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Climate Change: Frisson-Laden Year Lies Ahead

The IPCC's 4th Assessment Report "is going to shock a lot of people," says Hans Verolme of the green group WWF. The long-awaited document comes on the heels of a string of studies in the world's science journals in 2006 that pointed to Greenland's shrivelling icesheet, loss of Antarctic glaciers, acidification of the ocean by absorption of CO2 and hammer blows to biodiversity as species habitat shifts or is destroyed.
by Richard Ingham and Anne Chaon
Paris (AFP) Jan 02, 2007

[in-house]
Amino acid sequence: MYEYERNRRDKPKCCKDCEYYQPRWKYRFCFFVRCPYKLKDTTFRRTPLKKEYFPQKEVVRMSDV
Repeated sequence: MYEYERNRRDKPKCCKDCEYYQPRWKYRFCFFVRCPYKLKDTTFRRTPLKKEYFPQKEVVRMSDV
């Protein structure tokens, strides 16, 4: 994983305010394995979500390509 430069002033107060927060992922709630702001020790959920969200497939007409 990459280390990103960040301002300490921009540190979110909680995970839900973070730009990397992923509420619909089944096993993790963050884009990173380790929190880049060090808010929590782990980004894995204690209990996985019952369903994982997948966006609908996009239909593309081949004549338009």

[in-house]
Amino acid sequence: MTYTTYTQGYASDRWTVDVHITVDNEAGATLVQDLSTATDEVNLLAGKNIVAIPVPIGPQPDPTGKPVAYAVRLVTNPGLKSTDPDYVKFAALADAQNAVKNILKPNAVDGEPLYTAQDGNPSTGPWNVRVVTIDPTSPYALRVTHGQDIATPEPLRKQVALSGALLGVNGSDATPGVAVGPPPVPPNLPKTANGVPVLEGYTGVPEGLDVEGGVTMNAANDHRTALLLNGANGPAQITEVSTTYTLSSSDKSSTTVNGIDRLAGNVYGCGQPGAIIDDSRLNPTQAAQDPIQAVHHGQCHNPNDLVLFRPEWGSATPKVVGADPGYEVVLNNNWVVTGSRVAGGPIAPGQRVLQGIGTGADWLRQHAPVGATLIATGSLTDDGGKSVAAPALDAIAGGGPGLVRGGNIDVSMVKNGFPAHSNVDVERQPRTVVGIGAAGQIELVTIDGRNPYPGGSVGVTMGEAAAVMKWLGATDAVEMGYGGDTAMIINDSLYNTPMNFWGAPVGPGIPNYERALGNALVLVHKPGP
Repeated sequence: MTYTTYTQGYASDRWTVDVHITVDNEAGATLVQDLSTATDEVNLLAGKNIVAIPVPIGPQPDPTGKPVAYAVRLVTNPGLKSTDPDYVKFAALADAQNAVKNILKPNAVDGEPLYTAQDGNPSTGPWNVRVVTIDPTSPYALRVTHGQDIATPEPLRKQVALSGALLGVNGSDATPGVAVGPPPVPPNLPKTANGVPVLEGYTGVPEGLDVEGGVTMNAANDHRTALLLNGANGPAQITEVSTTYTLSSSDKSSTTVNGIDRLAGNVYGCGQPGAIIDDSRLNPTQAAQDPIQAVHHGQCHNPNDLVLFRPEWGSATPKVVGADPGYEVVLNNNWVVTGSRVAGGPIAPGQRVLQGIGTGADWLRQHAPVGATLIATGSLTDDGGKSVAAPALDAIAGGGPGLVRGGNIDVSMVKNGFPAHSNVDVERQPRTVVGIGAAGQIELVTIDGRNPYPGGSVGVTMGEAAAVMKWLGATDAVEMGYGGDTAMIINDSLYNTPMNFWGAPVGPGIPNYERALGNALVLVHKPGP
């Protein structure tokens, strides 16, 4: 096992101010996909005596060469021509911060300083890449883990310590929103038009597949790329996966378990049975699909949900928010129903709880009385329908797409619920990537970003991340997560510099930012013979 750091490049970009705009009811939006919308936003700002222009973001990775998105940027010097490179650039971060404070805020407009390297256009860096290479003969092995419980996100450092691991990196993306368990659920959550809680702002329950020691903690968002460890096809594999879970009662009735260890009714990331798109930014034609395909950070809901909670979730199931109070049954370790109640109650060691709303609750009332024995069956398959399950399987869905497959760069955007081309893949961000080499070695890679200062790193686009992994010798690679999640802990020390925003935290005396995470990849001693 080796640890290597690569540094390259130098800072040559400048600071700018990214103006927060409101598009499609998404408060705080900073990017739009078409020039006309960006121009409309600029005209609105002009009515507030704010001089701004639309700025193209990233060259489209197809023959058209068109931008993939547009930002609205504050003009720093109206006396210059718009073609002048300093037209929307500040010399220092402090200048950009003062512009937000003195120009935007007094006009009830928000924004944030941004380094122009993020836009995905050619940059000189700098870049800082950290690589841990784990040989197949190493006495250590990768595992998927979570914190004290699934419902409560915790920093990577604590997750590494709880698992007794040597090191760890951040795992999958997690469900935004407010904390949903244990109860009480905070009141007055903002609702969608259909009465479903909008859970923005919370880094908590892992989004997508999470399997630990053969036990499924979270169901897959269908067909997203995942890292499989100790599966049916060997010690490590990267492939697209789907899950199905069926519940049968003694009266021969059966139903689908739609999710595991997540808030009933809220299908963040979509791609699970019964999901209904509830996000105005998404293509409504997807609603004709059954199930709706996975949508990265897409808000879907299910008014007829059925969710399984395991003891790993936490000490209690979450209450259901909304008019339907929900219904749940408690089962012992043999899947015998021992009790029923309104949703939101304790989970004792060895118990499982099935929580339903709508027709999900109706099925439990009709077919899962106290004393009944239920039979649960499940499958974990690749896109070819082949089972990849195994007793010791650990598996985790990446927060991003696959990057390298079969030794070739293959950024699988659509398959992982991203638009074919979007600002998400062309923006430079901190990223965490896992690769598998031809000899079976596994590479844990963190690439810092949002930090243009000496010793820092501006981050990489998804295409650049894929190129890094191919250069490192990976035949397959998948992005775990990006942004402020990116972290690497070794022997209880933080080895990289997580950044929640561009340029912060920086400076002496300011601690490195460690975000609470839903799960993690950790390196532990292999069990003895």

Nothing beats a whiff of Apocalypse for focussing minds and, next year, climate change will be the big issue that will send an icy shiver down spines followed by a clamour for action. On February 1, the world's top scientists will issue their first instalment of a massive three-part update on global warming.

It will be the first knowledge review by the UN's Intergovernmental Panel on Climate Change (IPCC) since 2001 -- and the phone-book-sized report will convey an unvarnished message that will be bleak and quite possibly terrifying.

Those close to the IPCC say it will not only confirm the grim warnings of the past but also amplify them. It will declare that climate change is already on the march -- and newly-discovered mechanisms in the complex climate system could worsen the threat.

"The [temperature] trends that were expected will be unchanged," says Herve Le Treut, director of research at France's National Centre for Scientific Research (CNRS).